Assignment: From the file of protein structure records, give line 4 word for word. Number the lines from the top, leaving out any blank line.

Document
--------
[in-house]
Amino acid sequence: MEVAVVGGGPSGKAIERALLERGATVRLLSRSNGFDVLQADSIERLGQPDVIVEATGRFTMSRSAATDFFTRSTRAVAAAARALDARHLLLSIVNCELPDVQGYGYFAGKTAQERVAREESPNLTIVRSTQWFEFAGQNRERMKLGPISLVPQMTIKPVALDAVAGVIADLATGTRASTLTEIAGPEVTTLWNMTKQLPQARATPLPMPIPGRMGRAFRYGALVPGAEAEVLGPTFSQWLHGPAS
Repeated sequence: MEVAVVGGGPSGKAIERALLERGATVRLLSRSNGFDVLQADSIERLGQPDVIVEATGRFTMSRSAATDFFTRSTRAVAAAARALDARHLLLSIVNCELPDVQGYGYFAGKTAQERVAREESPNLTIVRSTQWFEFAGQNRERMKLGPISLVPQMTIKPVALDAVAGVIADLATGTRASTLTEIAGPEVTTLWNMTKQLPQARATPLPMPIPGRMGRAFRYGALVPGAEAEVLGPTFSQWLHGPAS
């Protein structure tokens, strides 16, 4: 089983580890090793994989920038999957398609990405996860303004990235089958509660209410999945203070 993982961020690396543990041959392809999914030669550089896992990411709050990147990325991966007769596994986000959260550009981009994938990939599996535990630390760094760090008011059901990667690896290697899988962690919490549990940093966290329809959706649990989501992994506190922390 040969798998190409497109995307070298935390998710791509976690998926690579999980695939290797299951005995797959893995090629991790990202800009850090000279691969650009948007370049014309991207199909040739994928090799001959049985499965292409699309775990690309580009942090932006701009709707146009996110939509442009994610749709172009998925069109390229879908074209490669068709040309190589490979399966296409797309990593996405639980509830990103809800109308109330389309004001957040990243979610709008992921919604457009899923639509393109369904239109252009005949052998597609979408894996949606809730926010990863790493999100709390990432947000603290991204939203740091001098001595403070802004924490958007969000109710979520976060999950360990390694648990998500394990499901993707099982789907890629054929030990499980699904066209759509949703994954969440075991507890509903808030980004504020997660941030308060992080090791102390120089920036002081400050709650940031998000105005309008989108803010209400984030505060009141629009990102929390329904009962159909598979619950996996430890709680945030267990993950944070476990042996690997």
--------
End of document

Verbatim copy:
């Protein structure tokens, strides 16, 4: 089983580890090793994989920038999957398609990405996860303004990235089958509660209410999945203070 993982961020690396543990041959392809999914030669550089896992990411709050990147990325991966007769596994986000959260550009981009994938990939599996535990630390760094760090008011059901990667690896290697899988962690919490549990940093966290329809959706649990989501992994506190922390 040969798998190409497109995307070298935390998710791509976690998926690579999980695939290797299951005995797959893995090629991790990202800009850090000279691969650009948007370049014309991207199909040739994928090799001959049985499965292409699309775990690309580009942090932006701009709707146009996110939509442009994610749709172009998925069109390229879908074209490669068709040309190589490979399966296409797309990593996405639980509830990103809800109308109330389309004001957040990243979610709008992921919604457009899923639509393109369904239109252009005949052998597609979408894996949606809730926010990863790493999100709390990432947000603290991204939203740091001098001595403070802004924490958007969000109710979520976060999950360990390694648990998500394990499901993707099982789907890629054929030990499980699904066209759509949703994954969440075991507890509903808030980004504020997660941030308060992080090791102390120089920036002081400050709650940031998000105005309008989108803010209400984030505060009141629009990102929390329904009962159909598979619950996996430890709680945030267990993950944070476990042996690997």